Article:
Devotion and Emotion¬†#Spain #France #poetry #poets #OnThisDay #pilgrimage

Spanish poet from Seville, Antonio Machado, died in Collioure, the little fishing village in southern France on 22nd February 1939.  
As a boy and without financial support, he and his young brother were driven to write and to act to make money. Later as a supporter of the loyalist cause, and living in Madrid at the outbreak of The Spanish Civil War, he was subsequently forced into exile. He and his family joined thousands of refugees on a long, perilous journey on foot over the Pyrenees. One month later he passed away, aged 63.

No, my soul is not asleep.

It’s awake, wide awake.

It neither sleeps nor dreams, but watches,

it’s eyes wide open

far-off things, and listens

at the shores of the great silence.

From ‘Is my soul asleep?’ by Antonio Machado, translated by Robert Bly.

A his grave is a site of pilgrimage for the Spanish, French and Catalan communities. All year this man, this poet, is visited and adored; his resting place is a shrine of devotion, emotion, and poetry…

Follow my blogs http://www.katebarnwell.com

  

Advertisements

Refuge and Respite in Poetry¬†#poetry #peace #War #France #GreatBritain

Legend has it that during the Second World War, the RAF (British Aircraft) parachuted thousands of copies of the poemLiberte‘ over occupied France. It was written in 1942 by French bohemian poet, and founder of the surrealist movement, Paul Eluard (1895-1952).
This act illustrates the social and spiritual power of poetry in the face of terror, and the delicacy and beauty of hope founded in effective words, which unite, inspire and console people.

Paul himself, was a sickly man; a wounded and scarred (mentally and physically) soldier of the First World War, at one point writing up to 150 letters a day to families, announcing the death of fellow soldiers.  

The War soon over, he wrote home in 1919, ‘We will now fight for happiness after having fought for Life.’ 

He found solace in poetry and in friendships with other writers.
His wife, Gaia, helped him with his poetry verses, and gave him the confidence, encouragement and security he needed to achieve her own belief, that he would be ‘a great poet.’ Never underestimate the power of the woman behind the man.

‘Liberte’ is a poem of 21 short stanzas with 4 lines per verse, each ending with 

‘I write your name’

The verses reflect on daily life: ‘my dog greedy,’ ‘the lamp that gives light,’ ‘the sill of my door,’ ‘the wakened paths,’ ‘desk and the trees’ as well as incorporating powerful images such as ‘naked solitude,’ ‘marches of death,’ ‘soldiers weapons.’  

The final verse states:

‘By the power of the word

I regain my life

I was born to know you

And to name you

LIBERTY.’

When Paul died in November 1952, ‘the whole world was in mourning,’ stated Robert Sabatier. He was buried at Pere-Lachaise cemetery, just outside Paris, where a crowd of thousands had spontaneously gathered in the streets to accompany his casket to its final resting place.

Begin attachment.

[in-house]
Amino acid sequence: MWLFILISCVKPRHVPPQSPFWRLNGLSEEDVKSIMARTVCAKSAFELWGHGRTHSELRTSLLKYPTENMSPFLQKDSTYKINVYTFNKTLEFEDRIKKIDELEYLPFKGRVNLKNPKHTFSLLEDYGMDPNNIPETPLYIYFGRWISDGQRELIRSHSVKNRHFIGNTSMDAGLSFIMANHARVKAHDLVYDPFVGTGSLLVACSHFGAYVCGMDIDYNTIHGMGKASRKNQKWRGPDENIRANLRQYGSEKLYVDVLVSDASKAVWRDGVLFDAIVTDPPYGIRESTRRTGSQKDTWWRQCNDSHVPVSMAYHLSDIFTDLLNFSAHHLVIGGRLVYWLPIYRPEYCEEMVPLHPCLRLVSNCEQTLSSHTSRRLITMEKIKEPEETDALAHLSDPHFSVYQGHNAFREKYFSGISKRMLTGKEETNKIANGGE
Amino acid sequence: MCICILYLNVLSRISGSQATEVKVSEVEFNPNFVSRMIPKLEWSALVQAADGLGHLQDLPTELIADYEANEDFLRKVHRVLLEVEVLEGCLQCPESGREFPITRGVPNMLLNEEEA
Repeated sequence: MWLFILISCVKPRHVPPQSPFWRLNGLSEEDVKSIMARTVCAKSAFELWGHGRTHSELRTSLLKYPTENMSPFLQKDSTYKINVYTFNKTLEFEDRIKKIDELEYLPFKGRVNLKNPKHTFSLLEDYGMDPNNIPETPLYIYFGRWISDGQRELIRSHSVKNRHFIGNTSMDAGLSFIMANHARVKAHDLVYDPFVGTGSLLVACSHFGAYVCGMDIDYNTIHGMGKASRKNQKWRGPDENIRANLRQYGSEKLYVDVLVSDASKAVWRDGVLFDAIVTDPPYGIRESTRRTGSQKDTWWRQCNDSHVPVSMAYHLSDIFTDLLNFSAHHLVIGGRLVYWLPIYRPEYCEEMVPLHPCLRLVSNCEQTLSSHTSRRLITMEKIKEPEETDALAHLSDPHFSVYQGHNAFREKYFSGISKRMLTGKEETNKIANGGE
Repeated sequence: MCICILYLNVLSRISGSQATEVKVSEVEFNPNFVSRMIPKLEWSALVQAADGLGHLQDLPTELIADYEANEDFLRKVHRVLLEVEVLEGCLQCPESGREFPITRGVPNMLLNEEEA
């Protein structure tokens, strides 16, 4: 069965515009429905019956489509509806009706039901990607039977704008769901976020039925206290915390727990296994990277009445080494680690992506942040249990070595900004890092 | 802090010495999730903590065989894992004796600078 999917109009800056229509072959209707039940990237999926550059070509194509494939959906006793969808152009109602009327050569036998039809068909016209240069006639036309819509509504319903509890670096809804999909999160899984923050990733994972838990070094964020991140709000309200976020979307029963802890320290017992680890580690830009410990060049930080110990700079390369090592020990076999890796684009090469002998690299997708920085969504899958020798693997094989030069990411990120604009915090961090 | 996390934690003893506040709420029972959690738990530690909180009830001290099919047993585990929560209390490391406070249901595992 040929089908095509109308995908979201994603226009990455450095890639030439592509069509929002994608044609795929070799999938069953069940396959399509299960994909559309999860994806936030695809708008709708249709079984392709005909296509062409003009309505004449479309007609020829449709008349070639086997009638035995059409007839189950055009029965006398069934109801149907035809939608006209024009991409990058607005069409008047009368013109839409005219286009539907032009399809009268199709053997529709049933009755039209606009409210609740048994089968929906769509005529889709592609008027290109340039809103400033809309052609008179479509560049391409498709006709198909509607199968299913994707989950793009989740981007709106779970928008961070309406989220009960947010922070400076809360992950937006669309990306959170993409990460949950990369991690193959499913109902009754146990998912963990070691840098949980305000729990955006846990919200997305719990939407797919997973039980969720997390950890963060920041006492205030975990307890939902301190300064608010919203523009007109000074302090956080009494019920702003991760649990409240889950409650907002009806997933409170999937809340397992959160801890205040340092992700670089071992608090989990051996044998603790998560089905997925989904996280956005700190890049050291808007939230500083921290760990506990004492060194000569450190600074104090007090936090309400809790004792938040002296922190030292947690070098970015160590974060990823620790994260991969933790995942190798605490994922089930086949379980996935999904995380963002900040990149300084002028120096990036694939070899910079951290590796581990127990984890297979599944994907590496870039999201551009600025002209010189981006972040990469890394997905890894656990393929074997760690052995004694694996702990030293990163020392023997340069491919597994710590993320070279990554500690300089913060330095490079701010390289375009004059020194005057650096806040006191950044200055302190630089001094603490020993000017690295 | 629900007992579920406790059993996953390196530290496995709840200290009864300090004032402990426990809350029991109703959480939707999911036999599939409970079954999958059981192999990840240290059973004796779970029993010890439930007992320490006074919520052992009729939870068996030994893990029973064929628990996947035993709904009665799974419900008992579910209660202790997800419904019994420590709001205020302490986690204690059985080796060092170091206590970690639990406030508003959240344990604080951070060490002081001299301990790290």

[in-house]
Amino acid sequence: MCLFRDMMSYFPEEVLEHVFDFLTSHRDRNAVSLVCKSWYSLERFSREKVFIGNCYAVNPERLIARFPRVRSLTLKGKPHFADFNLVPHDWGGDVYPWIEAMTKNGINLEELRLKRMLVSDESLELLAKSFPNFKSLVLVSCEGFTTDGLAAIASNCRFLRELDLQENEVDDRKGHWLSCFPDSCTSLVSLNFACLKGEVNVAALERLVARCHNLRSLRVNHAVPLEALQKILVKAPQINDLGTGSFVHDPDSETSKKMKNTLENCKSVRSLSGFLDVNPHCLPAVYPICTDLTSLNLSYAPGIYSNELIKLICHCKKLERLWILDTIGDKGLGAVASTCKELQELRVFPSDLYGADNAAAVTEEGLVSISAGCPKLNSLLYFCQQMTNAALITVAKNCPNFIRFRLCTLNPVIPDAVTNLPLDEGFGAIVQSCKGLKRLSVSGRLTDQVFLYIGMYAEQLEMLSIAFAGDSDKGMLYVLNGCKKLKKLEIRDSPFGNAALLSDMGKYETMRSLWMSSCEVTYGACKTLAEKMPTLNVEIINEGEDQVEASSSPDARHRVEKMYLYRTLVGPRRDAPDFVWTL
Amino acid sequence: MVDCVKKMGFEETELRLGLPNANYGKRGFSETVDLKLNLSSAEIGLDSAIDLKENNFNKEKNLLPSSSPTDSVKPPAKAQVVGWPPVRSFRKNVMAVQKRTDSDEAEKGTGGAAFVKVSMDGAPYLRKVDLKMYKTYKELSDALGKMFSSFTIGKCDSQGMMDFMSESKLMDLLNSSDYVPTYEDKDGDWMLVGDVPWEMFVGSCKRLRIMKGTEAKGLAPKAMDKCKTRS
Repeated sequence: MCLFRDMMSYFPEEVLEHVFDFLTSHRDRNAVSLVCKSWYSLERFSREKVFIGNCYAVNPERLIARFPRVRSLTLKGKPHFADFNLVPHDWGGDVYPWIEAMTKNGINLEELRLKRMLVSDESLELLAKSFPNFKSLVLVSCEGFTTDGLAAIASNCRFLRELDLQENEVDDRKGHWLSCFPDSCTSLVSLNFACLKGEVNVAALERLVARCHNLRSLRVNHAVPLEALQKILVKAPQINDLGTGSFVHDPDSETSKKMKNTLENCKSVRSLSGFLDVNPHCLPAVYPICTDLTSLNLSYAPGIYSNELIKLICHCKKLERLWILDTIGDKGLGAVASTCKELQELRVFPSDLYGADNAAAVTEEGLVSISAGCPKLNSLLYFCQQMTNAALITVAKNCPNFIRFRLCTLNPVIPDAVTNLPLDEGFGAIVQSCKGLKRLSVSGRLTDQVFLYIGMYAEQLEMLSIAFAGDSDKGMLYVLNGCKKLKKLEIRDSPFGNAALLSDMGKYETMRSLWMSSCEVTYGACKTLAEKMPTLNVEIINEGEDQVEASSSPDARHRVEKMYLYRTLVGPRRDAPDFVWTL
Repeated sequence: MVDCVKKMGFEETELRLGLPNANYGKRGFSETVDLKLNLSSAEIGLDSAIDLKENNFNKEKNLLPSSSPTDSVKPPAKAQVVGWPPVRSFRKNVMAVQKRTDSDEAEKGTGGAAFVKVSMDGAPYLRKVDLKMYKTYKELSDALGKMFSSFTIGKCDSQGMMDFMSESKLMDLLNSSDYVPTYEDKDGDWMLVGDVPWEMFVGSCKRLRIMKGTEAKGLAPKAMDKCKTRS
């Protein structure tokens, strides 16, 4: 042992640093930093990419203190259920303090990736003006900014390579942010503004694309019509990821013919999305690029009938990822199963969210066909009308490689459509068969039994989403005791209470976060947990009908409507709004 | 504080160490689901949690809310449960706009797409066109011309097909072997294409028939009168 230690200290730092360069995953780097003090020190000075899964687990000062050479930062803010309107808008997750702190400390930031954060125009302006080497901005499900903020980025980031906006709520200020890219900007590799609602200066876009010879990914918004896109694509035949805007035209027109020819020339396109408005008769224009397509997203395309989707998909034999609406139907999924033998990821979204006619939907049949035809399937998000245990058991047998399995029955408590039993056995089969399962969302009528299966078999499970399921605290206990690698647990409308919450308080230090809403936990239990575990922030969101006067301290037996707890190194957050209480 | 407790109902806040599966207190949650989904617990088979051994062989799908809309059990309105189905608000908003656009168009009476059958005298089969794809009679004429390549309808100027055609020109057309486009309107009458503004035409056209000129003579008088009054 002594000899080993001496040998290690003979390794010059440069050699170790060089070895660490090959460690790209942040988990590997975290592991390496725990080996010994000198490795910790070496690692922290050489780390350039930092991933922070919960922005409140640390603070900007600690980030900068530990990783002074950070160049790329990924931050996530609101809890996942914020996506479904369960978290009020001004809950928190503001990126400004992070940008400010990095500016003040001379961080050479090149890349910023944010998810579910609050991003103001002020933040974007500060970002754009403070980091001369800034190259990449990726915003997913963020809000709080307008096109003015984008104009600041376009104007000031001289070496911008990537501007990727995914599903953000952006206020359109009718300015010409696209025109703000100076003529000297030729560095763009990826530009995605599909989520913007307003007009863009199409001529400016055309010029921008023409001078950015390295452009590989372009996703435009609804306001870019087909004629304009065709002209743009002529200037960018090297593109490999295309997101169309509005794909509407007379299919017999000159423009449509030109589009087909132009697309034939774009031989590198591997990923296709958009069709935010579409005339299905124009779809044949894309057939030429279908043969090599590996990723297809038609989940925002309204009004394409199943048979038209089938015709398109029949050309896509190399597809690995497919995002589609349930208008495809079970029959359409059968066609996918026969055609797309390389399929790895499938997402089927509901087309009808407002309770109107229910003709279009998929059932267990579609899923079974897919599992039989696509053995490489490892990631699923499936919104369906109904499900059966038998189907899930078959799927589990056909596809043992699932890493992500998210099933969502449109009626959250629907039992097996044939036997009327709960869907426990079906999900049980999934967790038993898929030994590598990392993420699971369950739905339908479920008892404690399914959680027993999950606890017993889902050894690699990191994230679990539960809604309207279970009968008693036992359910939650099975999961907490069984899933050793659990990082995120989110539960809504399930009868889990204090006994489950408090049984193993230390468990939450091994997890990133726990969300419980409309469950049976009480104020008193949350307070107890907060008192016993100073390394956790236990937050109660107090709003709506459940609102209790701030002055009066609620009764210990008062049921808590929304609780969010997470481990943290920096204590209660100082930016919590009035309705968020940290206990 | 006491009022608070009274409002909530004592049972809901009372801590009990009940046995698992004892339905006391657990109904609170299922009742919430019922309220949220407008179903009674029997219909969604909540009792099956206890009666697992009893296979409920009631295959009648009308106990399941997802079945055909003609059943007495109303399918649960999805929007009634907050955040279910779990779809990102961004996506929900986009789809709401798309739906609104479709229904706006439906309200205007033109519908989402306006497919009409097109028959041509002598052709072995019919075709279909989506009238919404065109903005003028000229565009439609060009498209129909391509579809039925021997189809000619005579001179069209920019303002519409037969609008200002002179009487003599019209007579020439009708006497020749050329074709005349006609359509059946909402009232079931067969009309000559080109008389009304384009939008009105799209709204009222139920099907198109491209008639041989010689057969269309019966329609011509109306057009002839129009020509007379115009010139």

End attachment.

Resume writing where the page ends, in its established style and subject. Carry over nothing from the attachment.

Freedom, Equality, Democracy, Love, Brotherhood and Peace.

For this we fight (and so we write) every day.

Subscribe to my blogs for free http://www.katebarnwell.com

  

 

At the end of the road – turn to WRITE-ING!#poetry #travel

How marvellous to find one street, with one name, written in two languages…

The cul-de-sac of the ‘Poet– first in French, then in Catalan.

  
Catalan – known as a Romance language, derives from Vulgar Latin. It was the troubadours of the 12th century who founded lyrical poetry and love songs(cancons).

Els Amants by Vincent Andres Estelles (1924-1993)
‘Es desperta, de sobte, com un vell huraca
I ens tomba en terra els dos, ens ajunta, ens empeny.’

(Catalan)

The Lovers
‘Love, it awakens suddenly, like an old hurricane
It throws us to the ground, it joins us together,
Squeezing us tightly.’

A little walk, a little looking around, leads to bigger things in surprising places!
They do say, “What goes around, comes around,” – well it was a cul-de-sac!

Subscribe to my blogs for FREE on my homepage www.katebarnwell.com
www.katebarnwell.com
Signup to Kate’s free newsletter
WordPress Twitter Facebook Youtube

Continued… Ye Olde poetry in #French and #English (but it all makes sense)!

Pierre de Ronsard (1524-1585), the Frenchman writes:

Prends cette rose

‘Prends cette rose aimable comme toi,

Qui sert de rose aux roses les plus belles 

Qui sert de fleur aux fleurs les plus novelles 

Dont la senteur me ravit tout de moi…’


Take this rose

‘Take this rose as lovely as you can be

Which is the rose that’s prettiest

Which is the flower that is the freshest

Whose fragrance so delights all me…’


Even in translation the rhyming is exact!
and Finally…
John Clare (1793-1864), the Englishman writes:

From, Love lives beyond the tomb

‘Love lives in sleep

‘Tis happiness of healthy dreams 

Eve’s dew may weep

But love delightful seems…



‘Tis seen in flowers 

And in the mornings pearly dew;

In earth’s green hours,

And in heaven’s eternal blue.’
Ahhh, lots to absorb…